With all these scumbags Australia is deporting to NZ at the moment, I would think we need our Police force to have maximum available resources for dealing with them, rather than wasting a single dollar on ageing hippies enjoying a bifta on the porch of an evening - something which in fact could be earning the country money and employing people!






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  Reply # 1980966 21-Mar-2018 12:29
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In my experience, alcohol is a far more damaging drug than weed can ever be. Alcohol is also a gateway drug to many things including copious amounts of stupidity that we can see over weekends that invariably spills onto the streets. I have seen many a people try weed after getting drunk but yet to see a person get stoned and then want to try out other drugs.

 

I read a few years ago that the underground market for weed in NZ is 500 million bucks. It is a no brainer for the govt. to take over the market, tax and regulate the substance. You could buy the stuff anywhere in NZ and there is no way the govt. can control it. Only helps put more people behind bars.


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  Reply # 1981087 21-Mar-2018 16:07
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mrfte:

 

...

 

I read a few years ago that the underground market for weed in NZ is 500 million bucks. It is a no brainer for the govt. to take over the market, tax and regulate the substance. You could buy the stuff anywhere in NZ and there is no way the govt. can control it. Only helps put more people behind bars.

 

 

Unfortunately, this is no longer the case- MJ is harder to come by than meth - according to quite a few recent articles.

 

It's harder to grow and distribute $10K MJ, than it is $10K meth, the latter which can be done in the boot of a car in a few days, vs months outdoors ( or indoors), and taking a fair few square meterage and tending. And easier to spot on the air with the advent of drones, etc

 

Now that MJ is more difficult to obtain, recreational MJ users are now turning to meth for their buzz.

 

The meth problem is a problem of our own collective making.

 

Unintended consequences of the The war on drugs





My thoughts are no longer my own and is probably representative of our media-controlled government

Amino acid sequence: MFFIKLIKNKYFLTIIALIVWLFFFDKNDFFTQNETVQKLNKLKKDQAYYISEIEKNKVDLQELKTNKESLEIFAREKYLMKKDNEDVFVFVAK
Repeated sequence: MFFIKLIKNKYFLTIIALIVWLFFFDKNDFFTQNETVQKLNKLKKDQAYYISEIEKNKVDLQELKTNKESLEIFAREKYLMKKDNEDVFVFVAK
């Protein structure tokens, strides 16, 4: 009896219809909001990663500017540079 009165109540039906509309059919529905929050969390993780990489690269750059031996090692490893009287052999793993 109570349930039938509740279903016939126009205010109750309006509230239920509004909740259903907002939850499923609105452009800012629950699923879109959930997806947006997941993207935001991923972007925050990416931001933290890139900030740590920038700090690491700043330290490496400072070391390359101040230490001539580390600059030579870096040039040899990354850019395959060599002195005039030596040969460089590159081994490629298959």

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  Reply # 1981367 22-Mar-2018 10:37
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This study looked at the toxicology of NZ drivers and motorcyclists killed in accidents https://onlinelibrary.wiley.com/doi/abs/10.1111/1556-4029.13747.

 

More killed NZ drivers and motorcyclists had drugs in their blood than alcohol - about twice as many.  More drivers had drugs and alcohol than alcohol alone.  The most frequent drug was cannabis followed by prescription drugs.

 

The study only looked at presence of substance not at actual levels of impairment or accident cause.  But the snapshot of substance use is an interesting picture.

 

 





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  Reply # 1981369 22-Mar-2018 10:40
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Yup, because NZ drivers don't get tested for dope. Just alcohol.. so drugs usually end up being a "safer" choice for those who decide to break the law anyway.

 

NZ police should do drug testing as well IMO.




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  Reply # 1981388 22-Mar-2018 11:17
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I read a few years ago that the underground market for weed in NZ is 500 million bucks.


Based on usage in legalized areas, the potential market in NZ, based on population, would probably be in the lows billions per year.

I suspect lack of supply may constrict it down to 500 million possibly now.

However if it was easily available I'd except 1 to 2 billion dollars per year.

Typically tax rates aboard are more than 30%, so easy to see this is a win-win situation

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  Reply # 1981398 22-Mar-2018 11:42
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kingdragonfly:
I suspect lack of supply may constrict it down to 500 million possibly now.

However if it was easily available I'd except 1 to 2 billion dollars per year.

Typically tax rates aboard are more than 30%, so easy to see this is a win-win situation

 

If it was legal presumably the unit value would plummet as it could be farmed openly and efficiently.  So the increased demand would have to be substantial.  But yes, tax it like alcohol.





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  Reply # 1981421 22-Mar-2018 12:05
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mrfte:

 

Yup, because NZ drivers don't get tested for dope. Just alcohol.. so drugs usually end up being a "safer" choice for those who decide to break the law anyway.

 

NZ police should do drug testing as well IMO.

 

 

 

 

I've seen reality cop shows following the Australian police - who are far less wishy washy than ours - and they most certainly do test for drugs with the same regularity that they do for alcohol.

 

 

 

Can anyone offer a single reason that is not done in NZ? The means to do it simply at the roadside certainly exist, as evidenced by Australia.








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  Reply # 1981608 22-Mar-2018 15:19
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MikeAqua: If it was legal presumably the unit value would plummet as it could be farmed openly and efficiently.  So the increased demand would have to be substantial.  But yes, tax it like alcohol.



I don't know about that. After 4 years legalized in Seattle, a half ounce, 14 grams, of store bought dope is NZD $276.

That's about 14 to 25 normal joints.

I'm guessing that $93 in taxes included.